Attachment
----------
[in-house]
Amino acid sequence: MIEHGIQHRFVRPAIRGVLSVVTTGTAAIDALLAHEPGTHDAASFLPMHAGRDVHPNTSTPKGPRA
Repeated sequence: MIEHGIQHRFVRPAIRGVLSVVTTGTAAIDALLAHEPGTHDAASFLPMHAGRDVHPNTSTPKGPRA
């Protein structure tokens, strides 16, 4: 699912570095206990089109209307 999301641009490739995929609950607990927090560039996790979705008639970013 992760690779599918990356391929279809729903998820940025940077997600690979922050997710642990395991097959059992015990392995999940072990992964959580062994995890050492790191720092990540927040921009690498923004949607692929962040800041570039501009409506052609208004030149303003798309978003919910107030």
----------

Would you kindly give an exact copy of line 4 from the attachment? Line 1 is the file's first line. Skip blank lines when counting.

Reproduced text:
């Protein structure tokens, strides 16, 4: 699912570095206990089109209307 999301641009490739995929609950607990927090560039996790979705008639970013 992760690779599918990356391929279809729903998820940025940077997600690979922050997710642990395991097959059992015990392995999940072990992964959580062994995890050492790191720092990540927040921009690498923004949607692929962040800041570039501009409506052609208004030149303003798309978003919910107030």